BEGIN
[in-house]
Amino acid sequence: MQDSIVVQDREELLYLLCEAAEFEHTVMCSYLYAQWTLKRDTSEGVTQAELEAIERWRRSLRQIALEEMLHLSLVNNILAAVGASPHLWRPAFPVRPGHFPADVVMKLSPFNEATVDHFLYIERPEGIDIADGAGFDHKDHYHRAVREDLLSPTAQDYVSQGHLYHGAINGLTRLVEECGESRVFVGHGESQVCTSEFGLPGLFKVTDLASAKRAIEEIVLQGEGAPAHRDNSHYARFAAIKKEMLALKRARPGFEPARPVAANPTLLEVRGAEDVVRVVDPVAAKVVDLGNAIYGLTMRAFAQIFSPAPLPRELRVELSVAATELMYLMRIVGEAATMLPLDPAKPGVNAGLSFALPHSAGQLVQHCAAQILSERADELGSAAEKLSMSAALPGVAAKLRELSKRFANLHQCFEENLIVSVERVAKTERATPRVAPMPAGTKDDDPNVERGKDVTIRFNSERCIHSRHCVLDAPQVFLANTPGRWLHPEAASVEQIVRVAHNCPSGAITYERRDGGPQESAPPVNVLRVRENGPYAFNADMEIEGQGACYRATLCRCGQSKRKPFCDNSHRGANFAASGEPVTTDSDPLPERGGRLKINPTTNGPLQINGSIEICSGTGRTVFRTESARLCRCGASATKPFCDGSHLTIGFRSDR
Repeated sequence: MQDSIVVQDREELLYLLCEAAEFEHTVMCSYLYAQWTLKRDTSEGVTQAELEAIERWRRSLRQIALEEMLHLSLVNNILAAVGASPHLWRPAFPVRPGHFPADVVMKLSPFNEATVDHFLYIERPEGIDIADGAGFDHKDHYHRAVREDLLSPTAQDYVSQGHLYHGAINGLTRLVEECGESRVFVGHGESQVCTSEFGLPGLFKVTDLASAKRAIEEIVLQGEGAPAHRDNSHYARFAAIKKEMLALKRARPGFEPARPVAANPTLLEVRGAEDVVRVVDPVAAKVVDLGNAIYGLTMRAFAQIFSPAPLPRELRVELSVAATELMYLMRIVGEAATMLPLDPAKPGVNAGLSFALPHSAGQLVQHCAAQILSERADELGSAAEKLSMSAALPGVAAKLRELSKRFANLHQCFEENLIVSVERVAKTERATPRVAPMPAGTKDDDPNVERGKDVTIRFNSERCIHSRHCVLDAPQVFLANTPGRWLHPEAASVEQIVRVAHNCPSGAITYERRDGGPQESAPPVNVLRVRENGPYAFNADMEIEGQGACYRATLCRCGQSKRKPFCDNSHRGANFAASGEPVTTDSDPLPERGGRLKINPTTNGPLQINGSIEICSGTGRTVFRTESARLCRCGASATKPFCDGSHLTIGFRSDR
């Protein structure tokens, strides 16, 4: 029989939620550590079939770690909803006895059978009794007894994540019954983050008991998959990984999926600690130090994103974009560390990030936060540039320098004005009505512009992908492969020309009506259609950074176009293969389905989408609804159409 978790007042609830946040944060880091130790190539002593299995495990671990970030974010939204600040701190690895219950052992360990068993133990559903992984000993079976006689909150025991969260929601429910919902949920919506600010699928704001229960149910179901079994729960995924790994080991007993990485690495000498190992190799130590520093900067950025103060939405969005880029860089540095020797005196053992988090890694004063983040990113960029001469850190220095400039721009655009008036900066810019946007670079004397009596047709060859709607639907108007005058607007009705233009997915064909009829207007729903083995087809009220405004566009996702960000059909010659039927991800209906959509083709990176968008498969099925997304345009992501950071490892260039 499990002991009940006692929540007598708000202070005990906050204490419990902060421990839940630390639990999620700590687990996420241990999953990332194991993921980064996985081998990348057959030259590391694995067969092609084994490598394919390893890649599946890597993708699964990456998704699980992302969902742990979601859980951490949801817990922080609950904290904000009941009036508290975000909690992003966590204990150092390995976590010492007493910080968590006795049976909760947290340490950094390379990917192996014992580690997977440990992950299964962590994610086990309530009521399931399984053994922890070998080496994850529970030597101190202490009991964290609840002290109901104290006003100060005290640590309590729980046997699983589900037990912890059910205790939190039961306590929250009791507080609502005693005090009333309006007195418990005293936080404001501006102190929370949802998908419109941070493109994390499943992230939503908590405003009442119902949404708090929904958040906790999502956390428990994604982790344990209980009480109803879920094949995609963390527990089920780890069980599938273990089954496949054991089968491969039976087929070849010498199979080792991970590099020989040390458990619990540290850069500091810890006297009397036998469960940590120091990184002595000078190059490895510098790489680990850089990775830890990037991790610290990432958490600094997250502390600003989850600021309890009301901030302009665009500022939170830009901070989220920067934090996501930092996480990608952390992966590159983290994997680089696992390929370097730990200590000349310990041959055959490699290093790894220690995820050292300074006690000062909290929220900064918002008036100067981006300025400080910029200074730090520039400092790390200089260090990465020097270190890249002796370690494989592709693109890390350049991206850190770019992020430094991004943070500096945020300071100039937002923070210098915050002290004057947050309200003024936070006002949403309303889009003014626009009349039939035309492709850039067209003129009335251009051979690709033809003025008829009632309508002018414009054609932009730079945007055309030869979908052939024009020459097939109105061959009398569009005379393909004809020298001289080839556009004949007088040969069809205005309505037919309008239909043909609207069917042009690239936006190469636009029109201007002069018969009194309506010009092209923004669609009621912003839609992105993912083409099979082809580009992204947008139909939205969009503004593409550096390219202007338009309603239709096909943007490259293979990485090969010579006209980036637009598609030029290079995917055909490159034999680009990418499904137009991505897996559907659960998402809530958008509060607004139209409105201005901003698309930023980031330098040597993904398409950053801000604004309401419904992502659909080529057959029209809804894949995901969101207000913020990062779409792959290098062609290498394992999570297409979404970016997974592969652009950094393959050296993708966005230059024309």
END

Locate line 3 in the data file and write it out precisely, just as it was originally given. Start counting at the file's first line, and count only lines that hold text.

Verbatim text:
Repeated sequence: MQDSIVVQDREELLYLLCEAAEFEHTVMCSYLYAQWTLKRDTSEGVTQAELEAIERWRRSLRQIALEEMLHLSLVNNILAAVGASPHLWRPAFPVRPGHFPADVVMKLSPFNEATVDHFLYIERPEGIDIADGAGFDHKDHYHRAVREDLLSPTAQDYVSQGHLYHGAINGLTRLVEECGESRVFVGHGESQVCTSEFGLPGLFKVTDLASAKRAIEEIVLQGEGAPAHRDNSHYARFAAIKKEMLALKRARPGFEPARPVAANPTLLEVRGAEDVVRVVDPVAAKVVDLGNAIYGLTMRAFAQIFSPAPLPRELRVELSVAATELMYLMRIVGEAATMLPLDPAKPGVNAGLSFALPHSAGQLVQHCAAQILSERADELGSAAEKLSMSAALPGVAAKLRELSKRFANLHQCFEENLIVSVERVAKTERATPRVAPMPAGTKDDDPNVERGKDVTIRFNSERCIHSRHCVLDAPQVFLANTPGRWLHPEAASVEQIVRVAHNCPSGAITYERRDGGPQESAPPVNVLRVRENGPYAFNADMEIEGQGACYRATLCRCGQSKRKPFCDNSHRGANFAASGEPVTTDSDPLPERGGRLKINPTTNGPLQINGSIEICSGTGRTVFRTESARLCRCGASATKPFCDGSHLTIGFRSDR